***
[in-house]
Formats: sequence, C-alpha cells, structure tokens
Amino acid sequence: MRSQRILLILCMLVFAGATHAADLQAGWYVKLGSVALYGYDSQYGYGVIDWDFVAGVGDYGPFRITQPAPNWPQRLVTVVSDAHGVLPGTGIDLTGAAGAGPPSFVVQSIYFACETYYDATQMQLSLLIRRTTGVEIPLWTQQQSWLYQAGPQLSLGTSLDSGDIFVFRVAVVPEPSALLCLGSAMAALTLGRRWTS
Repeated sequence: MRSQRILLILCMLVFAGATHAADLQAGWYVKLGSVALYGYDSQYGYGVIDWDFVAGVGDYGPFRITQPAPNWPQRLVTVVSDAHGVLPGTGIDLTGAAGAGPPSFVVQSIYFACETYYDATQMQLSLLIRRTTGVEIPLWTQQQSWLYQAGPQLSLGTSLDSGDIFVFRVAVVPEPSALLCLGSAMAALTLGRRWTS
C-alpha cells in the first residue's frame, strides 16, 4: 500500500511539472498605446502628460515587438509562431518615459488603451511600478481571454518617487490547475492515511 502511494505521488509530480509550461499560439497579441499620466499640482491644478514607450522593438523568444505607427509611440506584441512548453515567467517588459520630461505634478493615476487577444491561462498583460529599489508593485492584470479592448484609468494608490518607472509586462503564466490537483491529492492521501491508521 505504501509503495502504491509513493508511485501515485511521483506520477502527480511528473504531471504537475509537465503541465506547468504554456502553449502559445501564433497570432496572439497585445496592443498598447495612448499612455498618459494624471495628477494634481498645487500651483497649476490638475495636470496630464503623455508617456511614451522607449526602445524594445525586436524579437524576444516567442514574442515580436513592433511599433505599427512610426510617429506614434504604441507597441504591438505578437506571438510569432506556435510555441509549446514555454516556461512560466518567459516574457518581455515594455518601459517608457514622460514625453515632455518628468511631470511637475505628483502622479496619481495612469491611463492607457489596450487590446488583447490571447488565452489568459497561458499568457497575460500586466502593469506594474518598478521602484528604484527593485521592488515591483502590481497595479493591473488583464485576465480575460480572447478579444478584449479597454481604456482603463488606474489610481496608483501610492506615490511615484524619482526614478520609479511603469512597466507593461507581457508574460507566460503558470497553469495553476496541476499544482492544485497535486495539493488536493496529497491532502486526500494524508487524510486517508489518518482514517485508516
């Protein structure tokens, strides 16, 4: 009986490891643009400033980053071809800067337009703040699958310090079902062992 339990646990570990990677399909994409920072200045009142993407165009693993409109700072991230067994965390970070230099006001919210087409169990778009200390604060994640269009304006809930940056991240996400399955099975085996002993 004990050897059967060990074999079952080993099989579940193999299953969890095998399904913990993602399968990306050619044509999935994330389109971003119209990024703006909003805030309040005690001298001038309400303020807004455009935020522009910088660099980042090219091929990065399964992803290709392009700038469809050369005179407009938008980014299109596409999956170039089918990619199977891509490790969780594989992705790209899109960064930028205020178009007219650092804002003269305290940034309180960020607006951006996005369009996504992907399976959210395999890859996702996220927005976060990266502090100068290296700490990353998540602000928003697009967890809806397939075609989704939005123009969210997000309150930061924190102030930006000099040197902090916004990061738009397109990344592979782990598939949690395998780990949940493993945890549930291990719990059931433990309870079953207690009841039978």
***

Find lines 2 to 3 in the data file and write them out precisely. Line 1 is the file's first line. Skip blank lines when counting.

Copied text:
Formats: sequence, C-alpha cells, structure tokens
Amino acid sequence: MRSQRILLILCMLVFAGATHAADLQAGWYVKLGSVALYGYDSQYGYGVIDWDFVAGVGDYGPFRITQPAPNWPQRLVTVVSDAHGVLPGTGIDLTGAAGAGPPSFVVQSIYFACETYYDATQMQLSLLIRRTTGVEIPLWTQQQSWLYQAGPQLSLGTSLDSGDIFVFRVAVVPEPSALLCLGSAMAALTLGRRWTS